In 1992, while hiking in the mountains of Denali National Park, Minneapolis natives John and Kim Puckett had an inspiration. They reached the top of Sable Mountain and looked out upon the mind-numbingly beautiful vista, the trees, the hills, the herd of caribou, and they saw that it was good. They decided, upon returning home, that they would create a gourmet coffee shop that would feel as good as their experiences in the park and recreate the simplicity found there. In December of 1992 they opened their first store. The pictures and photographs from their trip are still in many of the 188 stores throughout Minnesota, Wisconsin, Illinois, Ohio, Georgia, North Carolina, Michigan, and Maryland.
That's where the official story ends...
In its first years the fledgling company had many difficulties. Due to its rapid growth (50 stores by 1996), the company fell upon financial troubles and the investors and members of the board became concerned about the companies financial future. A solution was reached and the following year (1997) Jay Willoughby, an operations expert from Pepsico, was brought in to aid the Pucketts and address the concerns of the board. He haulted the growth at 90 stores in 1998 while the company dealt with its financial problems.
Also in 1998, John and Kim were replaced by Don Dempsey, a veteran of McDonald's Corp, but remained on the board. Even under this new leadership, the company was running out of cash, facing fierce competition from Starbucks, to whom Caribou is a distant second in the caffeine and conversation business. Therefore, in December of 2000, Caribou Coffee was effectively sold (an 87.8% stake) to Crescent Capital, an investor based in Atlanta but backed and owned by First Islamic Investment Bank. Under this support, Caribou has regained its financial footing and continues growth once more, still under the leadership of CEO Don Dempsey.
Every Caribou Coffee has been designed to capture the feel of an Alaskan lodge. This is accomplished quite effectively in all the stores that I have seen. It is neither too rustic and manly nor too corporate and fake. It is a very comfortable place to sit and have a chat. They typically contain a gas fireplace, wooden rafters and comfy couches, completing the lodge look and making it nice and toasty when it's Minnesota outside. Caribou is always a nice retreat from the corporate enforced comfort that is Starbucks.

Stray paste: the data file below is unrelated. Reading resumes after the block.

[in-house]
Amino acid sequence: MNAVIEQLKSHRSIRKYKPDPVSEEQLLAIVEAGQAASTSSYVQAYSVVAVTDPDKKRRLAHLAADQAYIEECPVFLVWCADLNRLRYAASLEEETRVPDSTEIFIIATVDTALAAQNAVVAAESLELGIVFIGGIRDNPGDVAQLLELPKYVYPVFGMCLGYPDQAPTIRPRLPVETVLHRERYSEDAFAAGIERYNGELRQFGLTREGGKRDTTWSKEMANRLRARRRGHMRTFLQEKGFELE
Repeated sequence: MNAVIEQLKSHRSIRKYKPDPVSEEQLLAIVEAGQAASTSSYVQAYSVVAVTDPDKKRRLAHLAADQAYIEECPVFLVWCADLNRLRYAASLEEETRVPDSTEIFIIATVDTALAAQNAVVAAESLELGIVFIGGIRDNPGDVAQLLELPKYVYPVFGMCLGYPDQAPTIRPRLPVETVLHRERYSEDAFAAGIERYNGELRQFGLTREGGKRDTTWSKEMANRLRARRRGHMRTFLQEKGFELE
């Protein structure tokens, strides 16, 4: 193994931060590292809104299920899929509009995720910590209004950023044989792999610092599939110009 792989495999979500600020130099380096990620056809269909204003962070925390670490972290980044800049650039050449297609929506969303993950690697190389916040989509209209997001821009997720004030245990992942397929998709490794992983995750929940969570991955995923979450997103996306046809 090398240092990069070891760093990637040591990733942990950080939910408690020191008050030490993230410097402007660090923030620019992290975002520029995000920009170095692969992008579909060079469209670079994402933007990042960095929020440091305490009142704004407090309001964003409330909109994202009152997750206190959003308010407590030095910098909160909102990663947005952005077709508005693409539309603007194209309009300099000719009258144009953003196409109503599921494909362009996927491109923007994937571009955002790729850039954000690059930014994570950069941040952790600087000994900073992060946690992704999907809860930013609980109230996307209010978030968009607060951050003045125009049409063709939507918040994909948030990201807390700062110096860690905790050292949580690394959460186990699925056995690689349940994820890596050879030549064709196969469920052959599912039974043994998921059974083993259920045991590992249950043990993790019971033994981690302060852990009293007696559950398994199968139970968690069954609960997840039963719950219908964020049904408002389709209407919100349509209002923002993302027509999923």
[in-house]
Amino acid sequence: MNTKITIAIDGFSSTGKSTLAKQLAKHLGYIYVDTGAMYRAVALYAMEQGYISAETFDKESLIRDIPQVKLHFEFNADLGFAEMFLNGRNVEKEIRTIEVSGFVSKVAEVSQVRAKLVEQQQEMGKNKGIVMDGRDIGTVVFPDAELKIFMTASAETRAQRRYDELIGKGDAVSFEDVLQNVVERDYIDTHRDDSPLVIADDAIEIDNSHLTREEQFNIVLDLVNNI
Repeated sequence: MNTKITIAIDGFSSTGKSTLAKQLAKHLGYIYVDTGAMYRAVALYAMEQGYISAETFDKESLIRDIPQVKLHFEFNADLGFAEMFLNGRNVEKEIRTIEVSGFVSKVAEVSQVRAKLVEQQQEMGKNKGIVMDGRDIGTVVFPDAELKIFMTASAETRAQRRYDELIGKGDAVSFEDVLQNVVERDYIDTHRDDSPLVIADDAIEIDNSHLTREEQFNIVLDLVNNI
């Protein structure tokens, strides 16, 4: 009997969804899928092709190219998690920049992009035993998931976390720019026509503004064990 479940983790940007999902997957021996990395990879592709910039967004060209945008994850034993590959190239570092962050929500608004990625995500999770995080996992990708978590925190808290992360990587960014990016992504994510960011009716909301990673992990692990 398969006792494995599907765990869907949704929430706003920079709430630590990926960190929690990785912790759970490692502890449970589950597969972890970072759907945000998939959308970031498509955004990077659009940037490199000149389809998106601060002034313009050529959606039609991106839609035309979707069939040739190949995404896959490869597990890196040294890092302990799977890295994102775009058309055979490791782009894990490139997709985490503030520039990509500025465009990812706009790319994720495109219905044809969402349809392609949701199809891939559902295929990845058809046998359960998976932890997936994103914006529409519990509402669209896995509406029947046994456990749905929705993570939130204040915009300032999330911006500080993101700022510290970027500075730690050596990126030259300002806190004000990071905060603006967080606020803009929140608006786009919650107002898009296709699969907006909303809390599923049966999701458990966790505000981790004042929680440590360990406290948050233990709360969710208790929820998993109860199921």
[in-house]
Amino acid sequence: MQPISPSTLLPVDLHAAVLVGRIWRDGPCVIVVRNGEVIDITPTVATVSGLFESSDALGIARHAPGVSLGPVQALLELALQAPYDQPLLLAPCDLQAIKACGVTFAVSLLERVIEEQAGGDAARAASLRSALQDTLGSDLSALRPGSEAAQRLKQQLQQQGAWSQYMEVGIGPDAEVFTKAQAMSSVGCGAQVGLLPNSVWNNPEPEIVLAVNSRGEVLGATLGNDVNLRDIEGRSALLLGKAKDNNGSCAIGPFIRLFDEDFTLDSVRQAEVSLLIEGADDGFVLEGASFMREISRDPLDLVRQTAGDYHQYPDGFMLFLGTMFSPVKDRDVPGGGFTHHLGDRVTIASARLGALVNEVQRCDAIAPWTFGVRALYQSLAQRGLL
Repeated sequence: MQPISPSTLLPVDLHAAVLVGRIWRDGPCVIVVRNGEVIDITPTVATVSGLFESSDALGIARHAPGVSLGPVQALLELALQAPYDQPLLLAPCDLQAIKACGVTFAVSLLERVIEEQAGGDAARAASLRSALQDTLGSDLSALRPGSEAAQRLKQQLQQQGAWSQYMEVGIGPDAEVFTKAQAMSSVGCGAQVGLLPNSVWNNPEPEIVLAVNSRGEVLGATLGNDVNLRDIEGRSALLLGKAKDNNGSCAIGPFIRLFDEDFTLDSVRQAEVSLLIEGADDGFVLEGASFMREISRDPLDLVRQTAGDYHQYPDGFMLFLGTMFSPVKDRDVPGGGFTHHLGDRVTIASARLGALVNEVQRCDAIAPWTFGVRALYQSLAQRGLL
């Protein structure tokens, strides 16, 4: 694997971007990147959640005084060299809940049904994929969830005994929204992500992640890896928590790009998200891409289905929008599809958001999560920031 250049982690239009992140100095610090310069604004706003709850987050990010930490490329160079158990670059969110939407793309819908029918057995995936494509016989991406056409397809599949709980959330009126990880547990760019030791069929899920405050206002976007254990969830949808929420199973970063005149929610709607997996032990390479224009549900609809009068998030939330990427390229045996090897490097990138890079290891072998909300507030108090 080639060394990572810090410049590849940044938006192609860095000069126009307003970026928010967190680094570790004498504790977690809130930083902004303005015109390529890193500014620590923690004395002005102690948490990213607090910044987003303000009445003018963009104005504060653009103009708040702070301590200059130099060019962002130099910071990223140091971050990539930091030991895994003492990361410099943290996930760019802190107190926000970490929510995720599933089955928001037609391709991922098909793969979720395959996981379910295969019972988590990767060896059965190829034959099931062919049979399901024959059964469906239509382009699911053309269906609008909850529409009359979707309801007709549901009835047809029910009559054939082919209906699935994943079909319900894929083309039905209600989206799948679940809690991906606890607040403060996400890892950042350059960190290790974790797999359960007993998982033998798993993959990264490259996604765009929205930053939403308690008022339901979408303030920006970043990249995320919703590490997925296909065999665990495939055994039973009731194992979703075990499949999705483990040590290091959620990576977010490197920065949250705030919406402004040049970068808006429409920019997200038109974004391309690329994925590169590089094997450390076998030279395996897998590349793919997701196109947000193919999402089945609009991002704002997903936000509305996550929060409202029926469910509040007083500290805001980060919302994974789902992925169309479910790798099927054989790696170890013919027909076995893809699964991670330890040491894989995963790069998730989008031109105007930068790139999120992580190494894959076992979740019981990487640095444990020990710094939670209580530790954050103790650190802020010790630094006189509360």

I am not myself a big coffee drinker but from mine and my friends' experience I have noted that Caribou Coffee is typically sweeter and gentler than Starbucks. YMMV. I typically get a chai tea latte, which is heavenly.
The coffees they offer, from lighter to darker.
- Kenya AA
- La Minita Peaberry (Seasonal)
- Daybreak Morning Blend*
- Costa Rica
- Caribou Blend*
- Fireside Evening Blend*
- Rainforest Blend
- Mocha Java
- French Roast*
*Available in Decaf
Starbucks to Caribou Conversion
Latte Cafe Latte Espresso and Steamed Milk
Frappuccino® Caribou Cooler Coffee blended with ice
Caramel Macchiato Espresso with Vanilla and Caramel
Venté Extra Large
Despite some semantic
differences, Caribou offers pretty much everything that Starbucks does. If you don't know what it's called in Caribou terms, you can tell them the Starbucks name and they should be able to make it.
I do not, nor have I ever worked at Caribou but I have heard glowing descriptions from friends who have. They are very, very nice to even their part-time people, offering benefits unparelleled by similar establishments. They are one of the only companies to offer its part-time employees such benefits as Medical, Dental and Vision insurance; a 401k; paid vacations, and a prescription plan. (They also offer "Regular performance feedback", which I find amusing)
Caribou Coffee Company
615 North 3rd St.
Minneapolis, MN 55401
CEO Don Dempsey
CFO George Mileusnic
Director of Real Estate John Gelderman
Director of Store Development Tom Berzinski
Director of Human Resources Karen McBride
Director of Coffee & Tea Chad Trewick
Director of Marketing Chris Toal
Note for Alarmists
At one time, the First Islamic Investment Bank had on its board someone of "questionable nature" (Sheik Yusuf Abdullah al-Qaradawi, he does have quite a record, look him up), it has since severed all ties to any sort of anti-American activity or terrorism. It has also voluntarily had its affairs audited and confirms that no part of Caribou's profits go to aid groups banned under U.S. Law. So there.